Salespeople must be trained and incentivized to support a company’s overall strategy. Pricing that reflects value by customer or segment, while paying the sales force on volume, rarely works. Notice the message when the commission or bonus is linked to sales volume, independent of price, margin, or the cost to serve: Go forth and multiply because any customer willing to pay a certain price (often discounted to make the volume quota target) is a good customer. This approach soon generates an unwieldy array of sales tasks, undermines selling effectiveness, and makes profitable growth increasingly difficult. This is, in fact, the situation at many SaaS companies, and it’s a big impediment to investor expectations.
Consider Fortis (disguised name), which sells a bundled solution of equipment and consumables with presale application support and post-sale technical service. Fortis lost market share and profits after customers started to unbundle that package after the initial purchase. Meanwhile, the sales force continued to be evaluated and compensated on sales volume. Fortis charted the net price paid by each major account (after volume discounts and price exceptions) versus the cost to serve that account. The result was a revealing 2x2 matrix, with customers randomly distributed across all four quadrants.
Chart these variables by account — price paid and cost-to-serve — in your company, and see what you find. If the result is like Fortis, notice the implications. Customers who are low price and high cost will be negative economic-profit customers — a drain on capital — and selling to them is not sustainable even if they generate commissions for salespeople. Conversely, customers who are high price and low cost are profitable — but also vulnerable to competitors who do understand and manage these core selling and pricing variables.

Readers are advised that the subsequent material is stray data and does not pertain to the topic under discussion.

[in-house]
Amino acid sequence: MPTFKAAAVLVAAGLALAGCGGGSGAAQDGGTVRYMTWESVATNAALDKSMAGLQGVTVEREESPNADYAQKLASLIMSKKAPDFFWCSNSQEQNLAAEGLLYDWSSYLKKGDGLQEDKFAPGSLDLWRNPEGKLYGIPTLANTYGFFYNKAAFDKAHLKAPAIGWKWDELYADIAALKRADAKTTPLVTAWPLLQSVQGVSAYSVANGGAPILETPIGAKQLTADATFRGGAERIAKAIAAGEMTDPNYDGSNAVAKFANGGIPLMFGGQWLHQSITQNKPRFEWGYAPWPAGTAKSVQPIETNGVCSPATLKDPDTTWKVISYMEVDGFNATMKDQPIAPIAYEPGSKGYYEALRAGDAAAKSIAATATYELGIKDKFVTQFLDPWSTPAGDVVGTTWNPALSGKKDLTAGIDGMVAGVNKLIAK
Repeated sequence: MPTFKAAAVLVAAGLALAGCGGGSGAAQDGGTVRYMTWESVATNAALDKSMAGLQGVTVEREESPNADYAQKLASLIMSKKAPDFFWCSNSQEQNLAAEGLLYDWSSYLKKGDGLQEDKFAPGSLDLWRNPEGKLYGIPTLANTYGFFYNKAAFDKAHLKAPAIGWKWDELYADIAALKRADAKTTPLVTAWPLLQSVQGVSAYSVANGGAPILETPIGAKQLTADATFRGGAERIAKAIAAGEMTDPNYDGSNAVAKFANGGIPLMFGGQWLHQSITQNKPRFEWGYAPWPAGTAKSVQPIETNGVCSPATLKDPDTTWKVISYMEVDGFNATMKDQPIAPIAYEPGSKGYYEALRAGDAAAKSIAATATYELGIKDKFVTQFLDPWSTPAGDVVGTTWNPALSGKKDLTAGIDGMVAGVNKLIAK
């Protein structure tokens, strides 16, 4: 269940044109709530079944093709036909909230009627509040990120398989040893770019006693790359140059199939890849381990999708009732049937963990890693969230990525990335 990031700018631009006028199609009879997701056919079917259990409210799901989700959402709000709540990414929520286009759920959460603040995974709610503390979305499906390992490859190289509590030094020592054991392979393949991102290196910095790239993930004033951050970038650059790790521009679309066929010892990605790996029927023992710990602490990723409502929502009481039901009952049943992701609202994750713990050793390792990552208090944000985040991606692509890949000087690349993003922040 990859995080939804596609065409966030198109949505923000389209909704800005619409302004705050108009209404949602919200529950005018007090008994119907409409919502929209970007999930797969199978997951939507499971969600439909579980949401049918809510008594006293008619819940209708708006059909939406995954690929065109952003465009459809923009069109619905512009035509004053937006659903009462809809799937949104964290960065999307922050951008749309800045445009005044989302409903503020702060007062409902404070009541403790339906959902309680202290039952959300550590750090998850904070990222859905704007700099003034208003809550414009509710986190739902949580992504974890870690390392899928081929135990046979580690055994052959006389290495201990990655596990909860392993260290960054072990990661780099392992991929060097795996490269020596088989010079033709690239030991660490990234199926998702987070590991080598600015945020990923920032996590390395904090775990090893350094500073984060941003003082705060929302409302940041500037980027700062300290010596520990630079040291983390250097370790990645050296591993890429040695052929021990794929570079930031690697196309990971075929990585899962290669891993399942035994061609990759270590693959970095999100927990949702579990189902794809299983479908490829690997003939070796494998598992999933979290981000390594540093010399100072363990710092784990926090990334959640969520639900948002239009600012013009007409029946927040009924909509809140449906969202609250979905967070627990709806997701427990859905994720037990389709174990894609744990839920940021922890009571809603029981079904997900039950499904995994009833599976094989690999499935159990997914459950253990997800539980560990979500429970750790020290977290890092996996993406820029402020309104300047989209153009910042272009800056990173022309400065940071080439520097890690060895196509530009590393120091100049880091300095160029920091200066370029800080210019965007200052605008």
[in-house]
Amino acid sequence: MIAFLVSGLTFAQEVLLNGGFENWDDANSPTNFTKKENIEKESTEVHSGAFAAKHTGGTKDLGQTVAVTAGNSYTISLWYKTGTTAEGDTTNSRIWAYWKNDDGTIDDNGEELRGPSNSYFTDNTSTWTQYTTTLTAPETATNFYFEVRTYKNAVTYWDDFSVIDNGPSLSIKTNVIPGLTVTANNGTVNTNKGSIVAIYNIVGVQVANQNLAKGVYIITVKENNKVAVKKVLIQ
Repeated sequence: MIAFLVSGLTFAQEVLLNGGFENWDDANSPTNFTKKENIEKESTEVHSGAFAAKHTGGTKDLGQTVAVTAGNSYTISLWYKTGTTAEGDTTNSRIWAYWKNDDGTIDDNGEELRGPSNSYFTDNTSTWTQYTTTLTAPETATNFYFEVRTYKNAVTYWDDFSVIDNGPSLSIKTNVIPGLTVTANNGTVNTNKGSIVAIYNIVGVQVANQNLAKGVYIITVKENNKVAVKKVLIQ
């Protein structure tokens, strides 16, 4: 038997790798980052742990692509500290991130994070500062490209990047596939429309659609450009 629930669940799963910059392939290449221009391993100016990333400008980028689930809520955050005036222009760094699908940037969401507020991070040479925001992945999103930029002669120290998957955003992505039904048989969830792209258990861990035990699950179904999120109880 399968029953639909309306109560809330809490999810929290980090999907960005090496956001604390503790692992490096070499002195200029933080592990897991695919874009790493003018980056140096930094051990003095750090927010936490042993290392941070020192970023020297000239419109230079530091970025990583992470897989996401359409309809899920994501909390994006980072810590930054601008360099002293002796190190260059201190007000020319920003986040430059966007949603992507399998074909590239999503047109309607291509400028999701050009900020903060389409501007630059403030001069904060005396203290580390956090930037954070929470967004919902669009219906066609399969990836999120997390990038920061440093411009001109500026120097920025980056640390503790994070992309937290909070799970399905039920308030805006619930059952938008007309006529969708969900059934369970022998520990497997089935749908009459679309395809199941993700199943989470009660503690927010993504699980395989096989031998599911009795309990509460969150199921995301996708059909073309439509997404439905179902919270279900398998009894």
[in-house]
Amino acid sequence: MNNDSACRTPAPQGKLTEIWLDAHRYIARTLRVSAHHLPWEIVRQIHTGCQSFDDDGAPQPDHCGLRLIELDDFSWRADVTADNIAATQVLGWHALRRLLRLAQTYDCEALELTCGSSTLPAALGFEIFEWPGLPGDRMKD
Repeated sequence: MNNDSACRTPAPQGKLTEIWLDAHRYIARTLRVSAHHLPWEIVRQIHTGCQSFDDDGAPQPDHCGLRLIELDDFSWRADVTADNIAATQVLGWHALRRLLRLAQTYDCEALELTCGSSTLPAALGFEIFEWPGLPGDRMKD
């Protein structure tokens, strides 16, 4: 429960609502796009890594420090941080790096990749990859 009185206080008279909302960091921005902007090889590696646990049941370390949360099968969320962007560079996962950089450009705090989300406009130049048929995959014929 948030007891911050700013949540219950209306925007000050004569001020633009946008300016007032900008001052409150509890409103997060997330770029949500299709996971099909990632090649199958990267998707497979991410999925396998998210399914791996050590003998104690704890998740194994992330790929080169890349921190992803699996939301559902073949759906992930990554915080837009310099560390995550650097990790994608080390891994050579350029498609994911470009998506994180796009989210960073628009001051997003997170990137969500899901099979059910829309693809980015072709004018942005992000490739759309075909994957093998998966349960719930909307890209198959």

What can sales managers do in this situation? Change incentives to align with pricing realities and follow-up in performance reviews. Effective reviews look at options ranging from pricing to reflect cost-to-serve, shifting support to lower-cost online channels, different ordering or delivery options, or perhaps offloading some activities to resellers who perform certain tasks more efficiently. Too often, however, busy sales managers treat reviews as cursory, drive-by discussions of past performance versus quota, rather than focusing on the development of customer-facing behaviors, including pricing.
The same forces that empower customers also enable sales leaders to get smarter about pricing. Data to track the selling, service, and other costs by account are increasingly available. CRM systems can often supply the relevant data, but are they used? Activity-based costing reports typically uncover dramatic differences in costs and profitability by product, customer, and order, but does sales act on this information in setting goals and managing price exceptions? As usual in business, the important levers are leadership and management, not the technical means.
A price is not the same as pricing. By voting with their feet, customers ultimately determine a market price. But you and your organization have control over pricing where, as Buffet notes, the business impact (up and down) is tremendous.